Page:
This New Year, Resolve to Quit
Why grit isn't always good.
Like most people, I make New Year’s resolutions every year. Like most people, I don’t achieve them all. I probably quit half of them.
But you know what? I’m ok with that.
A few years ago, I came upon some interesting research on quitting. It suggests that learning when to deploy grit and when to quit is perhaps one of the toughest but most important skills a person can master. Let’s dive in.
Grit vs. Quit: The Difference
Most of us are familiar with the pitch of “grit.” Academics say it’s composed of “passion and persevere for long-term goals,” or basically just picking something you want to do and not quitting. It’s billed as the secret to success. As Angela Duckworth said about her grit research in a popular 2013 TED Talk, “One characteristic emerged as a significant predictor of success. And it wasn’t social intelligence. It wasn’t good looks, physical health, and it wasn’t IQ. It was grit.”
The grit idea boomed partly because American culture loves underdogs but doesn’t celebrate quitters. The grit idea allowed us to toss aside IQ and innate talent and buy into a Horatio Alger-ish narrative that life’s winners worked at their goal harder and longer while the losers tapped out.
But recent research shows that grit is misunderstood. Scientists at Iowa State University analyzed 88 different studies on grit. They point out that:
1) Grit studies selectively choose the statistics that make grit seem far more powerful than it is.
2) The correlation between grit and success is only modest and not much better than many other measures of success.
3) Grit is another way of explaining a long-established psychological trait of “conscientiousness.” The Iowa State researchers claim grit is “old wine in new bottles.”
Despite all that, the hype around grit has led many to believe that never quitting is the secret to success. The concept has since been (very controversially) flowed into public school curriculums, picked up by NFL teams, and used by businesses and health care providers.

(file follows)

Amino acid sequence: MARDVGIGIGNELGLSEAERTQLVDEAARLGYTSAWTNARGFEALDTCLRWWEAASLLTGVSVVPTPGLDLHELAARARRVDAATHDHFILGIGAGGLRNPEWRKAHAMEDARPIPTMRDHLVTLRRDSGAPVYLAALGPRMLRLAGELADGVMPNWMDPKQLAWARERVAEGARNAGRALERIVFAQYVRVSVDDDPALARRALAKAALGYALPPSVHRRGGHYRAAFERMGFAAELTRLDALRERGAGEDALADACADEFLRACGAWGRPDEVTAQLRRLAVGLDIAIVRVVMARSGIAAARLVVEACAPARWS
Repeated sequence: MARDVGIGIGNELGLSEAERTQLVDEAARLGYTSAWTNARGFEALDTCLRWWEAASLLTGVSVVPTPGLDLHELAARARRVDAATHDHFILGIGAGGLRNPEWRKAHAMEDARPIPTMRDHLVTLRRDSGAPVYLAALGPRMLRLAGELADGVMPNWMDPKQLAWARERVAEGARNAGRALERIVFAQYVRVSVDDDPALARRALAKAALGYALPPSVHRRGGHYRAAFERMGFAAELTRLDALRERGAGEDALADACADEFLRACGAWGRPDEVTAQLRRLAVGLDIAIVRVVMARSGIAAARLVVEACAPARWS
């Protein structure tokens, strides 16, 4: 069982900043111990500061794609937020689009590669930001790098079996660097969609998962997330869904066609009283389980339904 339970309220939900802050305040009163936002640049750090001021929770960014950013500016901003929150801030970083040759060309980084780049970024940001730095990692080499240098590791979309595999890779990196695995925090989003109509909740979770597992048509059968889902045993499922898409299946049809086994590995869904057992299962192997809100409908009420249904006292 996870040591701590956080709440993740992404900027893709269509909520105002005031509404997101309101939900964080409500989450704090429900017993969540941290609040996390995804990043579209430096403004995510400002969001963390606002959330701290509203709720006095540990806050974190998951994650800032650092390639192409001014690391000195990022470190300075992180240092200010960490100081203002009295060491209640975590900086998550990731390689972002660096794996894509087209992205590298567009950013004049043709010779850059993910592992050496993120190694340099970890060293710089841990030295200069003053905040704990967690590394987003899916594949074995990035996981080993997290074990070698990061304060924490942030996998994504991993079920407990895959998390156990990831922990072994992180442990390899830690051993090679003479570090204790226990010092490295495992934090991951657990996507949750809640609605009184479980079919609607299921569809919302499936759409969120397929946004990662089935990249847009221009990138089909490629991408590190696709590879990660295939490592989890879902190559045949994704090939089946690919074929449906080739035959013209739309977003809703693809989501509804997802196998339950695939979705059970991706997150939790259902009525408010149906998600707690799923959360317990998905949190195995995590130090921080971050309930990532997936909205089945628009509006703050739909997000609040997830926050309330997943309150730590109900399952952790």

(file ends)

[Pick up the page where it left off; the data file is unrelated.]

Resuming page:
And it’s reinforced the idea that quitting kills all success. I agree that people often pull the plug too early when the going gets tough. One of my favorite quotes is, “breakthroughs happen on the verge of breakdowns.”
But quitting, paradoxically, can often be the best way to get ahead.
Quitting isn’t Always Easier
Scientists started thinking about the topic of grit while studying West Point cadets going through Beast Barracks. It’s a seven-week freshman boot camp-ish course. Despite the name, it’s not as intense as it sounds. Along with daily PT and marching, Beast Barracks also involves stuff like marksmanship, playing games like dodgeball, and religious services.
One of the most famous grit studies claims that the grittier West Point cadets were 99% more likely to make it through Beast Barracks. While that stat is true, it also lacks any meaningful context. The data, in reality, showed that 95% of all candidates made it through Beast Barracks, while 98% of the grittiest candidates did. Some years the attrition rate at Beast Barracks is only 2.5% (for more context, the college dropout rate nationwide is 40%. And that’s at low-stress party schools).
In fact, with the Beast Barracks passing rate being so high, I wouldn’t be surprised if some of the quitting candidates showed up, realized that the military experience just wasn’t what they’d thought it would be, and made the conscious decision to bow out. A former West Point cadet agreed with me on this idea. The life of an Army Officer in movies is far sexier than all the stuff it takes to be an Army Officer.
Couldn’t one argue that the handful of cadets who dropped actually had more courage and emotional IQ? They had to exit the West Point gates, tail between legs, and return home and tell their friends and family that they quit one of the world’s most prestigious, hardest-to-get-into schools. There’s a lot of shame in that. But if military life wasn’t for them, can you blame them?